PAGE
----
Lighter has always been considered better so white advertisers took their disgust for the black man, wrapped it in self-hate fueled promises and packaged it all as the way to gain acceptance. With the colorism that still goes on in the black community, the need to have more socially acceptable skin is a burning issue. So when you add in the fact that Dove lacked the knowledge to foresee how their “innocent” blunder would affect POC, it’s easier to grasp why there is a segment of black folks who are not having it.

Products like Cook’s Lightening Soap were geared toward black people, encouraging them to do all that they could to have lighter skin. Lighter has always been considered better so white advertisers took their disgust for the black man, wrapped it in self-hate fueled promises and packaged it all as the way to gain acceptance. With the colorism that still goes on in the black community, the need to have more socially acceptable skin is a burning issue. So when you add in the fact that Dove lacked the knowledge to foresee how their “innocent” blunder would affect POC, it’s easier to grasp why there is a segment of black folks who are not having it.

It’s such a fine line we all walk today. POC are touchy right now. Given the current atmosphere created by both suspecting and unsuspecting members of the dominant society (white people), it’s not hard to comprehend our angst. Thus, those who make the mistakes have to do more than just say, “I’m sorry.” They must show a good faith effort that they are willing to address the root of the problem and start from there.

dove apologizes for latest ad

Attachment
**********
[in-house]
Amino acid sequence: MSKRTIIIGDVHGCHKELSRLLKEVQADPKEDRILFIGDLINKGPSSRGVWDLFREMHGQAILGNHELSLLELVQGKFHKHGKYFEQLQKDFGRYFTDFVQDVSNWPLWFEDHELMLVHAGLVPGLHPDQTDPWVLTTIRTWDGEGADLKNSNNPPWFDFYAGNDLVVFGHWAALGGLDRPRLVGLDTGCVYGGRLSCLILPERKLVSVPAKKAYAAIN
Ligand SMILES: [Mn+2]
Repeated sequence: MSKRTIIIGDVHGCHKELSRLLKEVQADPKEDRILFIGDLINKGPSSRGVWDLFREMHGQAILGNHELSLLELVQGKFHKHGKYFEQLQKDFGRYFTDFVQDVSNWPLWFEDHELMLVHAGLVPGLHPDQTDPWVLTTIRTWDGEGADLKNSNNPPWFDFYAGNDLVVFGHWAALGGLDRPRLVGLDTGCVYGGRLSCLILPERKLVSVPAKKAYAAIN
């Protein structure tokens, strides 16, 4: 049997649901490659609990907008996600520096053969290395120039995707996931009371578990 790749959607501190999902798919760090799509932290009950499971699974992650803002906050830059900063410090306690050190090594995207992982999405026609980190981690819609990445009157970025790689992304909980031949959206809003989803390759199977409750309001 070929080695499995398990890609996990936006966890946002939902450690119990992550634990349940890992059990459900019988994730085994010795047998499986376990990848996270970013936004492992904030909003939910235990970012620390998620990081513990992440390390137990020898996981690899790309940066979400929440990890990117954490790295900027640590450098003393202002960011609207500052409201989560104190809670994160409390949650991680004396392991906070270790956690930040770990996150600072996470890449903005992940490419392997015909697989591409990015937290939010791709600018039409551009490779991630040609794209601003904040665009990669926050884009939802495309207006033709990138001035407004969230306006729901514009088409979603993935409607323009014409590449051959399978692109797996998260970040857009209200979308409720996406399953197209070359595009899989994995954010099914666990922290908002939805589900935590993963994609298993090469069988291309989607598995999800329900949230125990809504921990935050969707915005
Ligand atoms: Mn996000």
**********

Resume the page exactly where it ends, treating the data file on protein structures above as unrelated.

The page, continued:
The misstep that is the controversial Facebook ad is not the only sign that the people at Dove have a questionable paradigm about color as it pertains to “good” and “bad.” On the label of their Summer Glow lotion, they explicitly say, “For normal to dark skin,” communicating that dark skin is not normal skin.

It’s the perfect example that diversity doesn’t start on paper or on the screen. To have real characters, authentic representation, and cross-cultural content, diversity starts in the creative room. Without it, companies and brands will continue to find themselves in these kinds of messy situations.

My suggestion to Dove is to go all the way back to the drawing board and gain some perspective because at this point, meaning to and not meaning to is irrelevant in the grand scheme of what actually happened. There is a great need for non-people of color to be more cognizant of how they move in a world so caught up on race. Period.

The actress in the ad stated this:

While I agree with Dove’s response to unequivocally apologize for any offense caused, they could have also defended their creative vision, and their choice to include me, an unequivocally dark-skinned black woman, as a face of their campaign. I am not just some silent victim of a mistaken beauty campaign. I am strong, I am beautiful, and I will not be erased.